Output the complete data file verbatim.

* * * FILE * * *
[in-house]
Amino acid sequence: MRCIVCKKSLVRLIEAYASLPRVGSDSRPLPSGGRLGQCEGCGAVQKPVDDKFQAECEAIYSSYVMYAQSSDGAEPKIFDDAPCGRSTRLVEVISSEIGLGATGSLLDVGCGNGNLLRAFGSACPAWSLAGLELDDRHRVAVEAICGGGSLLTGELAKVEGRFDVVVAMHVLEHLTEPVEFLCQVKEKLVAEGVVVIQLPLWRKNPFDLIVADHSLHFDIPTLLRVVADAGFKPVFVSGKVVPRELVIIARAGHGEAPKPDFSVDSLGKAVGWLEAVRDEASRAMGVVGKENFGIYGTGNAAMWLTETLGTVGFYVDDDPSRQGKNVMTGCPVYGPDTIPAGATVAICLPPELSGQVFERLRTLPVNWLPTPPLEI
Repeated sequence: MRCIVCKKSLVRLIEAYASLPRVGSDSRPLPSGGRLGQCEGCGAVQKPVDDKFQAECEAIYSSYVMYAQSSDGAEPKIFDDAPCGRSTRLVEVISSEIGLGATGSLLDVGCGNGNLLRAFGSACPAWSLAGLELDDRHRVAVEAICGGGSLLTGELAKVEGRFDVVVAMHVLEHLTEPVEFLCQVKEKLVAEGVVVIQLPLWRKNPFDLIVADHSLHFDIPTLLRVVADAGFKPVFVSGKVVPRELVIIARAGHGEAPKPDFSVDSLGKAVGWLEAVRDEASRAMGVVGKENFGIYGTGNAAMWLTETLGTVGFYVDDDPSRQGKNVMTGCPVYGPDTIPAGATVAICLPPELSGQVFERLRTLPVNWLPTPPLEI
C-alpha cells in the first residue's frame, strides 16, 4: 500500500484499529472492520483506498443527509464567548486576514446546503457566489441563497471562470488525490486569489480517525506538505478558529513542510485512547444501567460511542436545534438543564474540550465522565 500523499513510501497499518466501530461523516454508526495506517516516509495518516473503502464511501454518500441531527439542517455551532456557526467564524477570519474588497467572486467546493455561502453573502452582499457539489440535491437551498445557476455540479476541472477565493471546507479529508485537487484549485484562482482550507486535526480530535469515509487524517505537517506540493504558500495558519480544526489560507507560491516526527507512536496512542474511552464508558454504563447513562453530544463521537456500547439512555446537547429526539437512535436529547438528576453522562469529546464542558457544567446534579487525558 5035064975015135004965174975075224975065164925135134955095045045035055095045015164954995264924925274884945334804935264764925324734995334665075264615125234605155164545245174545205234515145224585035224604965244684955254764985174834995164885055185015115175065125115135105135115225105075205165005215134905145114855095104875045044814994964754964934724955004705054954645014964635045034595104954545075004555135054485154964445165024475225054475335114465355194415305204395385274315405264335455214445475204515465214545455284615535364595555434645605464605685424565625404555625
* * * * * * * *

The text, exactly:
[in-house]
Amino acid sequence: MRCIVCKKSLVRLIEAYASLPRVGSDSRPLPSGGRLGQCEGCGAVQKPVDDKFQAECEAIYSSYVMYAQSSDGAEPKIFDDAPCGRSTRLVEVISSEIGLGATGSLLDVGCGNGNLLRAFGSACPAWSLAGLELDDRHRVAVEAICGGGSLLTGELAKVEGRFDVVVAMHVLEHLTEPVEFLCQVKEKLVAEGVVVIQLPLWRKNPFDLIVADHSLHFDIPTLLRVVADAGFKPVFVSGKVVPRELVIIARAGHGEAPKPDFSVDSLGKAVGWLEAVRDEASRAMGVVGKENFGIYGTGNAAMWLTETLGTVGFYVDDDPSRQGKNVMTGCPVYGPDTIPAGATVAICLPPELSGQVFERLRTLPVNWLPTPPLEI
Repeated sequence: MRCIVCKKSLVRLIEAYASLPRVGSDSRPLPSGGRLGQCEGCGAVQKPVDDKFQAECEAIYSSYVMYAQSSDGAEPKIFDDAPCGRSTRLVEVISSEIGLGATGSLLDVGCGNGNLLRAFGSACPAWSLAGLELDDRHRVAVEAICGGGSLLTGELAKVEGRFDVVVAMHVLEHLTEPVEFLCQVKEKLVAEGVVVIQLPLWRKNPFDLIVADHSLHFDIPTLLRVVADAGFKPVFVSGKVVPRELVIIARAGHGEAPKPDFSVDSLGKAVGWLEAVRDEASRAMGVVGKENFGIYGTGNAAMWLTETLGTVGFYVDDDPSRQGKNVMTGCPVYGPDTIPAGATVAICLPPELSGQVFERLRTLPVNWLPTPPLEI
C-alpha cells in the first residue's frame, strides 16, 4: 500500500484499529472492520483506498443527509464567548486576514446546503457566489441563497471562470488525490486569489480517525506538505478558529513542510485512547444501567460511542436545534438543564474540550465522565 500523499513510501497499518466501530461523516454508526495506517516516509495518516473503502464511501454518500441531527439542517455551532456557526467564524477570519474588497467572486467546493455561502453573502452582499457539489440535491437551498445557476455540479476541472477565493471546507479529508485537487484549485484562482482550507486535526480530535469515509487524517505537517506540493504558500495558519480544526489560507507560491516526527507512536496512542474511552464508558454504563447513562453530544463521537456500547439512555446537547429526539437512535436529547438528576453522562469529546464542558457544567446534579487525558 5035064975015135004965174975075224975065164925135134955095045045035055095045015164954995264924925274884945334804935264764925324734995334665075264615125234605155164545245174545205234515145224585035224604965244684955254764985174834995164885055185015115175065125115135105135115225105075205165005215134905145114855095104875045044814994964754964934724955004705054954645014964635045034595104954545075004555135054485154964445165024475225054475335114465355194415305204395385274315405264335455214445475204515465214545455284615535364595555434645605464605685424565625404555625